My chance to be a volunteer also allowed me to encounter fabulous people here, such as the wonderfully funny host Matthew Cashmore, and the gorgeous and intelligent Alice Ryan. It was such a thrill to see so many amazing speakers from various publishing and technology companies, and to gain precious insights into their thoughts and arguments regarding the digital future. It was also a great opportunity to work with staff in The Bookseller, and inspiring to get together with these creative hacks for an endless 30 hours, an absolute joy for any digital lovers who are involved in publishing.

My favourite part of the hackathon was my interview with Henry Volans, the head of Faber Digital, this interview is both for my Chinese journalist’s job of the B2B weekly newspaper in China, China Publishing Today and for my publishing correspondent placement with Edinburgh Napier University. I treasured this opportunity so much, as Faber recently won The Bookseller Industry Award “Digital Strategy of the year”, and this excellent outcome from Faber strongly encouraged me to interview Henry Volans. To my surprise, Henry Volans also mentioned the Chinese market for publishing, “People in British publishing have a sense of the Chinese market as a very big untapped market, like the rest of the world does in so many ways”.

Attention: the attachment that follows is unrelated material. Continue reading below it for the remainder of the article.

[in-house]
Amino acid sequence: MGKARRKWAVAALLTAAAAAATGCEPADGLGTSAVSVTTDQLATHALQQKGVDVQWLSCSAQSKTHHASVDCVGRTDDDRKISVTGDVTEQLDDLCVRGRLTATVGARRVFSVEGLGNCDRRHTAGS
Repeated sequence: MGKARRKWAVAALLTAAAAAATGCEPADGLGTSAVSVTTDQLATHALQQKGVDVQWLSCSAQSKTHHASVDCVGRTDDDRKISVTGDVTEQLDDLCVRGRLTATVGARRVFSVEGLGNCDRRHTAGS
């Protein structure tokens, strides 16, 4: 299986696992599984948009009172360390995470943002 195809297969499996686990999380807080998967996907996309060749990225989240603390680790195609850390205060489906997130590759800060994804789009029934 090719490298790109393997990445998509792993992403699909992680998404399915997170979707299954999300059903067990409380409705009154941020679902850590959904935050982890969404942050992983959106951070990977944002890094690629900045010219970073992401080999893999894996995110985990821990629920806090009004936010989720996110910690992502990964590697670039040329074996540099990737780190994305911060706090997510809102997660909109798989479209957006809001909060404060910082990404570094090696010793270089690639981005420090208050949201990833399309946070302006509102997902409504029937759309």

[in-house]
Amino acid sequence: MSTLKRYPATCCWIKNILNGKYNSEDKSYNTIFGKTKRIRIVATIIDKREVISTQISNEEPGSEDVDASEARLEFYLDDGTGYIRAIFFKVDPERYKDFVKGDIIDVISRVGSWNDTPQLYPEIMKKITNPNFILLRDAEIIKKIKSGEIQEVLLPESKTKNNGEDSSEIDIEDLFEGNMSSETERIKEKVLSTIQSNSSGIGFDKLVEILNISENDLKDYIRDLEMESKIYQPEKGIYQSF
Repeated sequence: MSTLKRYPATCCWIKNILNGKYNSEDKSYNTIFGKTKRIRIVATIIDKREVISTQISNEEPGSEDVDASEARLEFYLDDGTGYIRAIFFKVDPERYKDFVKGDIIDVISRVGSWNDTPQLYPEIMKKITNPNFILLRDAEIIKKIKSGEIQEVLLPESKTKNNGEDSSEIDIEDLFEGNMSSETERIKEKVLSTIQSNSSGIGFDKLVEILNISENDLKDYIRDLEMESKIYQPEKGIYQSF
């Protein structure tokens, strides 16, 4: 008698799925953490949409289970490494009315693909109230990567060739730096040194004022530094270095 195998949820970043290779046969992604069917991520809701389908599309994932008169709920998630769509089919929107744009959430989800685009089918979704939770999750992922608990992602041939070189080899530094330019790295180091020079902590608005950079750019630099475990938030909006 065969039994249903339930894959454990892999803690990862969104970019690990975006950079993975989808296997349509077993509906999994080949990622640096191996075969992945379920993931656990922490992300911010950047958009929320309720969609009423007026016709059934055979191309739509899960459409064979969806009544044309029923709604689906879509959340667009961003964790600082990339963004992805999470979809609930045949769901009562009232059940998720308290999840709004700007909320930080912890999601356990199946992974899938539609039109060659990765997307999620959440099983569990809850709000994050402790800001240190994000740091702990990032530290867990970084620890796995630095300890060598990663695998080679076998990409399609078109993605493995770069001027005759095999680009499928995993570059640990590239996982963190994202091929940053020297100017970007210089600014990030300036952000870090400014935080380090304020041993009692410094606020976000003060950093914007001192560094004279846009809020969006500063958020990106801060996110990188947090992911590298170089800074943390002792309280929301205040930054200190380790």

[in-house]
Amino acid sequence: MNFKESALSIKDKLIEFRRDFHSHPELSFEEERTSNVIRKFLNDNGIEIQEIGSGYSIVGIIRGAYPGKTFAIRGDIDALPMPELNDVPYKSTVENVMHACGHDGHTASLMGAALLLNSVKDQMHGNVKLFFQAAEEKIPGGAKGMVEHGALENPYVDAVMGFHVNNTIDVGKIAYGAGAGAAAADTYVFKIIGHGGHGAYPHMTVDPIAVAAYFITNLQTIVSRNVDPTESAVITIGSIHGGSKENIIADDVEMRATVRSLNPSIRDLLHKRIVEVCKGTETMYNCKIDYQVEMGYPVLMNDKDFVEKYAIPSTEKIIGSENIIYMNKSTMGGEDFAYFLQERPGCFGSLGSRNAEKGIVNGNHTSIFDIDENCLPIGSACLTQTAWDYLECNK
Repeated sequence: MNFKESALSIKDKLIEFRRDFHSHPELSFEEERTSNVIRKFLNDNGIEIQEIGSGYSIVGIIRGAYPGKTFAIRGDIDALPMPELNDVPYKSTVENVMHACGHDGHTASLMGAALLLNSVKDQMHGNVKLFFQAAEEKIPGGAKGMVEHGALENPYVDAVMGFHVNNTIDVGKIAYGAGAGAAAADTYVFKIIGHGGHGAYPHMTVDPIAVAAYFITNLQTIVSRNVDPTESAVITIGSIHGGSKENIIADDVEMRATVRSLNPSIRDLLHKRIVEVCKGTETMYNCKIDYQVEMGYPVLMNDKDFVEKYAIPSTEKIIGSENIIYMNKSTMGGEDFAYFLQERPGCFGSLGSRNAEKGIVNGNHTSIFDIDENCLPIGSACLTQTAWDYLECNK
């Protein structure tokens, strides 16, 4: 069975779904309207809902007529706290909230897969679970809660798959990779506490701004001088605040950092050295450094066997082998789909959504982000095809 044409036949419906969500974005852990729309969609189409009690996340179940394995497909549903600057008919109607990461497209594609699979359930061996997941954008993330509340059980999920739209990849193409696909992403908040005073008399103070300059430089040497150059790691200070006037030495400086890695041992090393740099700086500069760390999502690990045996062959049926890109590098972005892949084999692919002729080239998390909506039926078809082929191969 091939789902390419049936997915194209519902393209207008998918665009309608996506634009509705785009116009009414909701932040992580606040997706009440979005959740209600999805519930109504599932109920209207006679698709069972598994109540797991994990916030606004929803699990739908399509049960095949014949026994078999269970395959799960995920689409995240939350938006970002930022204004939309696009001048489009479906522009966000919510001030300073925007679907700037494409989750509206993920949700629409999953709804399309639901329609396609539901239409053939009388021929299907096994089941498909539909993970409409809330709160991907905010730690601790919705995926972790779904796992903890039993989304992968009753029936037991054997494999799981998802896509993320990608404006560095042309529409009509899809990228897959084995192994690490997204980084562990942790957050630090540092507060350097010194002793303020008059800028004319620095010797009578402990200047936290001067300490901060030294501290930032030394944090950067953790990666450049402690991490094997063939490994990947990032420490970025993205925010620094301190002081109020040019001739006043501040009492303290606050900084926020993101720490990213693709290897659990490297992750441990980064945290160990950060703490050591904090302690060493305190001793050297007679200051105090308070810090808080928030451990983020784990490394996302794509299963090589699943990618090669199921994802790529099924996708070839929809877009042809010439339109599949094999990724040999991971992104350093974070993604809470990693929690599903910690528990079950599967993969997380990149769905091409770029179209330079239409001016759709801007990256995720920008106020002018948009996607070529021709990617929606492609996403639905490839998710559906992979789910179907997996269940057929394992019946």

I consider volunteering as part of The Bookseller ideal for any publishers-to-be, and this experience will encourage publishing students to hone their existing publishing skills, and remain aware of every digital possibility to the future. Although for many the digital possibility will never offset the charm of the physical book, the optimum balance between the print and digital that is the core focus of this event is surely more representative of the future of publishing.